The first column tells you the number of steps in the scale LsLLLsL the

interval spans. 9:8 is L so spans 1 step. The second column tells you

the number of generators give the interval in the system where 81:80 is

tempered out (ie meantone). The generator is the fifth (or twelfth, etc),

so 9:8 is two fifths (octave reduced). The last column defines the

interval in the system where 25:24 is tempered out. I'll guess that's

correct.

10:9 is [1 -2 1]. Multiply by Adj(M) and we get [1 2 3]. The first two

columns are the same as for 9:8 which is no surprise because 9:8 and 10:9

are identical in meantone. That the third column differs by 1 could well

tell you that 9:8 and 10:9 differ by a comma.

16:15 is [4 -1 -1]. This multiplies out to [1 -5 -3]. So it's also one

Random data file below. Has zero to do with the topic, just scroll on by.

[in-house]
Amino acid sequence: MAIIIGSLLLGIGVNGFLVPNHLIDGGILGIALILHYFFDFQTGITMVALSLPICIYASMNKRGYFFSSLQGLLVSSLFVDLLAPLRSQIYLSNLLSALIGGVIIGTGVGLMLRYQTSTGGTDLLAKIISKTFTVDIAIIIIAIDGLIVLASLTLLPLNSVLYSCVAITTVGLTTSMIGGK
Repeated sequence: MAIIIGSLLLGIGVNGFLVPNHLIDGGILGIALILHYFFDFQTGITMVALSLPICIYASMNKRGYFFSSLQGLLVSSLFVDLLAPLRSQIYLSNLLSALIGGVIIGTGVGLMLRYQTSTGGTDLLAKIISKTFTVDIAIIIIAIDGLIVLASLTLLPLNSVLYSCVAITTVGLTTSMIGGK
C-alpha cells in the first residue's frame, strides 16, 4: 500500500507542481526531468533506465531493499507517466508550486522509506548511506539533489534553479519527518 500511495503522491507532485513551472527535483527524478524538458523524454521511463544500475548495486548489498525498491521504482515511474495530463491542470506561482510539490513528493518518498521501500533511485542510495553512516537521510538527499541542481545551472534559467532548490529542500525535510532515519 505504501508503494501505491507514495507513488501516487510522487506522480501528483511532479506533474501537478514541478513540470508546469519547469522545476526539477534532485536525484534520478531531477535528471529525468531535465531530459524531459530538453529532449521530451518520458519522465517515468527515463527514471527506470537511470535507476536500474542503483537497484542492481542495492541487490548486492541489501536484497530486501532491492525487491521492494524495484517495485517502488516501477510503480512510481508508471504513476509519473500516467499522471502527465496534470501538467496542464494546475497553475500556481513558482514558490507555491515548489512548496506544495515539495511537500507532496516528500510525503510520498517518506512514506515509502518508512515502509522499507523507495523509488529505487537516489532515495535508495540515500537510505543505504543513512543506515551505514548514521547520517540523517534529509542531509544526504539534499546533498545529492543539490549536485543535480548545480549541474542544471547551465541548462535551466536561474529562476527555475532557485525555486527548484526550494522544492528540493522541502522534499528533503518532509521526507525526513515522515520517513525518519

scale step (s this time). And it's generated by -5 fifths, or 5 fourths.

That is C-F-Bb-Eb-Ab-Db.

The same process should work for all intervals.

Now, the clever part is that if we take m, the octave equivalent of M,

[-1 2]

[ 4 -1]

the adjoint is

[-1 -2]

[-4 -1]

sign isn't important, so make that

[1 2]

[4 1]

This is identical to a subset of adj(M). This will always be the case for

correct unison vectors, but I don't have the criteria for those unison

vectors being "correct". It tells us the octave-equivalent mapping in

terms of fifths for all 5-limit intervals. The determinant tells us the

number of notes in the periodicity block, but nothing I can see tells us

what order they should be in. So that's all we lose by being octave

equivalent.

Graham